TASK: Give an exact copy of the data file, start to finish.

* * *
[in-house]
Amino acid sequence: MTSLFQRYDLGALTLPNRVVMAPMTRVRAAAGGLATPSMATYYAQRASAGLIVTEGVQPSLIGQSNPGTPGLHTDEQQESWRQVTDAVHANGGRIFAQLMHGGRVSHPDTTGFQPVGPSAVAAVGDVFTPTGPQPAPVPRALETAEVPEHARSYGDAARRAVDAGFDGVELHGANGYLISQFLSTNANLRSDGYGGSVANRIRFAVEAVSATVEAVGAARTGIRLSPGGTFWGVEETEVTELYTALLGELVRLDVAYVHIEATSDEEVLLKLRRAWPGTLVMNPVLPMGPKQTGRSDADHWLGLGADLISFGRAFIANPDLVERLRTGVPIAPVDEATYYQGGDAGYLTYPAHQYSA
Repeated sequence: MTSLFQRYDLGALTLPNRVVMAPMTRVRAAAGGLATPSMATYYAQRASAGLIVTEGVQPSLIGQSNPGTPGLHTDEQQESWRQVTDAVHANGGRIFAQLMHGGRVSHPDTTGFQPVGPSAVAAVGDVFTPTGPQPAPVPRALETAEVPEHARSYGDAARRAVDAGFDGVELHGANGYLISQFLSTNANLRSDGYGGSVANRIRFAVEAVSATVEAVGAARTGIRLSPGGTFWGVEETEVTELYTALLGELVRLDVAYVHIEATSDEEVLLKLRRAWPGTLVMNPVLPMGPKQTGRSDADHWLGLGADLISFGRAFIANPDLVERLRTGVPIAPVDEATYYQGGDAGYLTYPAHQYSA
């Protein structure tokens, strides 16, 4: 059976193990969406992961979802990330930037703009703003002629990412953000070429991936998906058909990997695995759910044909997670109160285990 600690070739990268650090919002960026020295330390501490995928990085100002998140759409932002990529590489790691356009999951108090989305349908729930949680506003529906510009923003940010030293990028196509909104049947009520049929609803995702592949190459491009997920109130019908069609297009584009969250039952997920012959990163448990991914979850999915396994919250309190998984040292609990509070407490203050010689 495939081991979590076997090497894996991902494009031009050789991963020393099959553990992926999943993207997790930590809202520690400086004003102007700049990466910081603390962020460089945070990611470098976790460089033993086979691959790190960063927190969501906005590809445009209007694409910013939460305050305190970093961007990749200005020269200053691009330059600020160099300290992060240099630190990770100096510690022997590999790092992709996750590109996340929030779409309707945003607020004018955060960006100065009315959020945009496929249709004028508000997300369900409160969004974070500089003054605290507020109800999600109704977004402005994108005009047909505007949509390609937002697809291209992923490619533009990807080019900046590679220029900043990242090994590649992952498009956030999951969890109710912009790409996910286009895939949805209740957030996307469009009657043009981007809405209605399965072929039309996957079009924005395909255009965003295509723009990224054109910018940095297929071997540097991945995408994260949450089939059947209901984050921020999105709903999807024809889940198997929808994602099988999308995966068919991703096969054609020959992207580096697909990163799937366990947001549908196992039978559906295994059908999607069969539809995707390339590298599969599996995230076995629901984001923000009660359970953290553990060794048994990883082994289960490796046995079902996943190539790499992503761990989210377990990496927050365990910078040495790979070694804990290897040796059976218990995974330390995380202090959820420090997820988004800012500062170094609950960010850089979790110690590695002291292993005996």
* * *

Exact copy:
[in-house]
Amino acid sequence: MTSLFQRYDLGALTLPNRVVMAPMTRVRAAAGGLATPSMATYYAQRASAGLIVTEGVQPSLIGQSNPGTPGLHTDEQQESWRQVTDAVHANGGRIFAQLMHGGRVSHPDTTGFQPVGPSAVAAVGDVFTPTGPQPAPVPRALETAEVPEHARSYGDAARRAVDAGFDGVELHGANGYLISQFLSTNANLRSDGYGGSVANRIRFAVEAVSATVEAVGAARTGIRLSPGGTFWGVEETEVTELYTALLGELVRLDVAYVHIEATSDEEVLLKLRRAWPGTLVMNPVLPMGPKQTGRSDADHWLGLGADLISFGRAFIANPDLVERLRTGVPIAPVDEATYYQGGDAGYLTYPAHQYSA
Repeated sequence: MTSLFQRYDLGALTLPNRVVMAPMTRVRAAAGGLATPSMATYYAQRASAGLIVTEGVQPSLIGQSNPGTPGLHTDEQQESWRQVTDAVHANGGRIFAQLMHGGRVSHPDTTGFQPVGPSAVAAVGDVFTPTGPQPAPVPRALETAEVPEHARSYGDAARRAVDAGFDGVELHGANGYLISQFLSTNANLRSDGYGGSVANRIRFAVEAVSATVEAVGAARTGIRLSPGGTFWGVEETEVTELYTALLGELVRLDVAYVHIEATSDEEVLLKLRRAWPGTLVMNPVLPMGPKQTGRSDADHWLGLGADLISFGRAFIANPDLVERLRTGVPIAPVDEATYYQGGDAGYLTYPAHQYSA
């Protein structure tokens, strides 16, 4: 059976193990969406992961979802990330930037703009703003002629990412953000070429991936998906058909990997695995759910044909997670109160285990 600690070739990268650090919002960026020295330390501490995928990085100002998140759409932002990529590489790691356009999951108090989305349908729930949680506003529906510009923003940010030293990028196509909104049947009520049929609803995702592949190459491009997920109130019908069609297009584009969250039952997920012959990163448990991914979850999915396994919250309190998984040292609990509070407490203050010689 495939081991979590076997090497894996991902494009031009050789991963020393099959553990992926999943993207997790930590809202520690400086004003102007700049990466910081603390962020460089945070990611470098976790460089033993086979691959790190960063927190969501906005590809445009209007694409910013939460305050305190970093961007990749200005020269200053691009330059600020160099300290992060240099630190990770100096510690022997590999790092992709996750590109996340929030779409309707945003607020004018955060960006100065009315959020945009496929249709004028508000997300369900409160969004974070500089003054605290507020109800999600109704977004402005994108005009047909505007949509390609937002697809291209992923490619533009990807080019900046590679220029900043990242090994590649992952498009956030999951969890109710912009790409996910286009895939949805209740957030996307469009009657043009981007809405209605399965072929039309996957079009924005395909255009965003295509723009990224054109910018940095297929071997540097991945995408994260949450089939059947209901984050921020999105709903999807024809889940198997929808994602099988999308995966068919991703096969054609020959992207580096697909990163799937366990947001549908196992039978559906295994059908999607069969539809995707390339590298599969599996995230076995629901984001923000009660359970953290553990060794048994990883082994289960490796046995079902996943190539790499992503761990989210377990990496927050365990910078040495790979070694804990290897040796059976218990995974330390995380202090959820420090997820988004800012500062170094609950960010850089979790110690590695002291292993005996």